The point is neither to dismiss the power or utility of Truvada or PrEP nor to fail to acknowledge the experience of the activists that has led some to what I am calling behavioral melancholy. Still, as scholars we note that PrEP may lead to a lifetime of the pharmaceuticalization of sex for many. Truvada, used both to prevent as well as to treat infection, leads to a life course in which people who identify with particular terrains of risk consume the same drug both before and after seroconversion, a crucial clinical achievement but also brilliant corporate strategy and a validation of anthropologist Joe Dumit’s concept of the contemporary pharmaceutical capitalization of surplus health.
I mention this aside, on PrEP, as Ramanathan’s point similarly seemed to trouble an implicit or explicit claim for UID/Aadhaar as a proxy for behavior.
Ramanathan turns to the same and widely cited document on UID and Public Health I cited in the last post, and to the figure of the killer app. What is killer about the conception of public health as the “app” driving UID registration, as proposed in the document, is its coercive force. The ability to have access to more and more basic entitlements will be linked to the UID number: life will be inconceivable without it. Ramanathan challenges the “myth of voluntariness,” given the sheer force of the UID as it reorganizes the condition of life itself.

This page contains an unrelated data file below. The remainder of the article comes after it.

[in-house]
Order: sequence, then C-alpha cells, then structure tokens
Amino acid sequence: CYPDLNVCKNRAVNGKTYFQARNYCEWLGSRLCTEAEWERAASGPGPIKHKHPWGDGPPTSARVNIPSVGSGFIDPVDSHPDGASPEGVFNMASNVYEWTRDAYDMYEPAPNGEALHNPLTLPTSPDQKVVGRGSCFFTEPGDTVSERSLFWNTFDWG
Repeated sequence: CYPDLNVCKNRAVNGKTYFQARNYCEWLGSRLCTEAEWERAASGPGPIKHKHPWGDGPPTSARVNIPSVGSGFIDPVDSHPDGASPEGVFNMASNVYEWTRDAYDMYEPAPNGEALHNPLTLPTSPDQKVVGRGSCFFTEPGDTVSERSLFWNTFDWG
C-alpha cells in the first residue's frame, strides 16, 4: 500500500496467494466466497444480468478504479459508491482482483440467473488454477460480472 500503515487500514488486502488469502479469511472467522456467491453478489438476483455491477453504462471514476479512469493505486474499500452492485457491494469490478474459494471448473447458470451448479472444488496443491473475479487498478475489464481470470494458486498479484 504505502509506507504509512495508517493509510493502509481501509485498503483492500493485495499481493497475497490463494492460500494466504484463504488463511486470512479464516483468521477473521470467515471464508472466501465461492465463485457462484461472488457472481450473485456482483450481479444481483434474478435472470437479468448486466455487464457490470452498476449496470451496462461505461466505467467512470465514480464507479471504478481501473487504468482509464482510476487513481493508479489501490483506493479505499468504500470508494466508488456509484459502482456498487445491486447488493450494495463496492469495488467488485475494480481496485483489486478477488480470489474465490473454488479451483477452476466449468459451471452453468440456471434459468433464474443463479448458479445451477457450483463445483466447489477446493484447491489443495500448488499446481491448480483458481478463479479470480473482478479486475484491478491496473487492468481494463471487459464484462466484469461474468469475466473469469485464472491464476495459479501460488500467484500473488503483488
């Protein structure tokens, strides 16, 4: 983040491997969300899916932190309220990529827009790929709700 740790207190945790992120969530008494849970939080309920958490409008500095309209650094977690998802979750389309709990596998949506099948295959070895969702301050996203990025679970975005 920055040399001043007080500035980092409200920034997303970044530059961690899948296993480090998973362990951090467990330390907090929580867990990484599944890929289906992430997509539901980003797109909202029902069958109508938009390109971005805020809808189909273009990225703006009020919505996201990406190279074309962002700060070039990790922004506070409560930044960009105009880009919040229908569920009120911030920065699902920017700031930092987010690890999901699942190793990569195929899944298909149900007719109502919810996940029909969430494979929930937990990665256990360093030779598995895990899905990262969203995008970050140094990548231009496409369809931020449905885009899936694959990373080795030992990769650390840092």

But in at least one sense, the form of coercion at stake works precisely through its “voluntary” quality. One is reminded of Emma Tarlo’s powerful reframing of the coercive sterilizations of the Indian 1970s’ Emergency. Unlike the powerful account in Rohinton Mistry’s novel A Fine Balance, when two poor men are literally dragged by goons into vehicles taking them to a surgical camp for forced operations, Tarlo shows through painstaking archival work in a Delhi resettlement colony how access to state-mediated land, food, employment, and minimal clinical care depended upon having the right identification papers, papers that marked one’s household as having given over a sufficient number of its members for the family-planning operation.
The state form under UID is not the state form under the Emergency. Increasingly, as Ramanathan points out, the state works not through operations but money. She cites the economist Jean Drèze: “The real game plan for social policy … seems to be a massive transition to ‘conditional cash transfers’ … If the backroom boys have their way, India’s public services as we know them will soon be history, and every citizen will just have a smart card – food stamps, health insurance, school vouchers.” Life will be conceived of as dependent on a series of apps, each associated with targeted cash transfer. The state is the platform for these apps. Health entitlement is the killer app as serious illness is, after all, a killer.
To return to the Jim Ferguson article cited in my last post: it is not clear that the shift to cash transfers is a priori a bad thing, or that its effects will represent the winnowing of a vibrant social state. It is not clear that the work of Jean Drèze is as contemptuous of the backroom boys as this particular citation suggests: a topic for another day. Next time, unless I am otherwise distracted, more on the Ramanathan article.